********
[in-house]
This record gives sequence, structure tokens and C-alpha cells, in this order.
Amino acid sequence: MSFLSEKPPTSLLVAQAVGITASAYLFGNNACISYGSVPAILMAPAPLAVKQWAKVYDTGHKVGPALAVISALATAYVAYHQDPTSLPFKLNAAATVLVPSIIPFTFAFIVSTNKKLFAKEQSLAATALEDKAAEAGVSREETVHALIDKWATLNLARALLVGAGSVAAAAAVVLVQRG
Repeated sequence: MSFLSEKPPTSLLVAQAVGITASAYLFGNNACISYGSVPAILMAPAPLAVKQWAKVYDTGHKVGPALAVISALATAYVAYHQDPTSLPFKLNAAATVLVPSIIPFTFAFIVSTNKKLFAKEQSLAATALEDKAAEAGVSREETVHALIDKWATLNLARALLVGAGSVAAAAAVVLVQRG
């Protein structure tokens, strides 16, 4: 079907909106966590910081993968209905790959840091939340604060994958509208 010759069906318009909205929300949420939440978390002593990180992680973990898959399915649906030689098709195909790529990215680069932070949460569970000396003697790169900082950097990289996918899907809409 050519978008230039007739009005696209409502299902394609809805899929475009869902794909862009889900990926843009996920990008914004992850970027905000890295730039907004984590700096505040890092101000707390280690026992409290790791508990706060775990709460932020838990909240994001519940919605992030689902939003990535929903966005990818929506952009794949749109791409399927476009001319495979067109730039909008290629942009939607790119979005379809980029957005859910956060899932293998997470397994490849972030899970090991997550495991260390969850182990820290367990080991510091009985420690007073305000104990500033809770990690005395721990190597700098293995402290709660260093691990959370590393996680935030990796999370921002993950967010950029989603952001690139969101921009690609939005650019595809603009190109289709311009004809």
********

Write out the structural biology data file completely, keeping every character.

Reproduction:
[in-house]
This record gives sequence, structure tokens and C-alpha cells, in this order.
Amino acid sequence: MSFLSEKPPTSLLVAQAVGITASAYLFGNNACISYGSVPAILMAPAPLAVKQWAKVYDTGHKVGPALAVISALATAYVAYHQDPTSLPFKLNAAATVLVPSIIPFTFAFIVSTNKKLFAKEQSLAATALEDKAAEAGVSREETVHALIDKWATLNLARALLVGAGSVAAAAAVVLVQRG
Repeated sequence: MSFLSEKPPTSLLVAQAVGITASAYLFGNNACISYGSVPAILMAPAPLAVKQWAKVYDTGHKVGPALAVISALATAYVAYHQDPTSLPFKLNAAATVLVPSIIPFTFAFIVSTNKKLFAKEQSLAATALEDKAAEAGVSREETVHALIDKWATLNLARALLVGAGSVAAAAAVVLVQRG
């Protein structure tokens, strides 16, 4: 079907909106966590910081993968209905790959840091939340604060994958509208 010759069906318009909205929300949420939440978390002593990180992680973990898959399915649906030689098709195909790529990215680069932070949460569970000396003697790169900082950097990289996918899907809409 050519978008230039007739009005696209409502299902394609809805899929475009869902794909862009889900990926843009996920990008914004992850970027905000890295730039907004984590700096505040890092101000707390280690026992409290790791508990706060775990709460932020838990909240994001519940919605992030689902939003990535929903966005990818929506952009794949749109791409399927476009001319495979067109730039909008290629942009939607790119979005379809980029957005859910956060899932293998997470397994490849972030899970090991997550495991260390969850182990820290367990080991510091009985420690007073305000104990500033809770990690005395721990190597700098293995402290709660260093691990959370590393996680935030990796999370921002993950967010950029989603952001690139969101921009690609939005650019595809603009190109289709311009004809």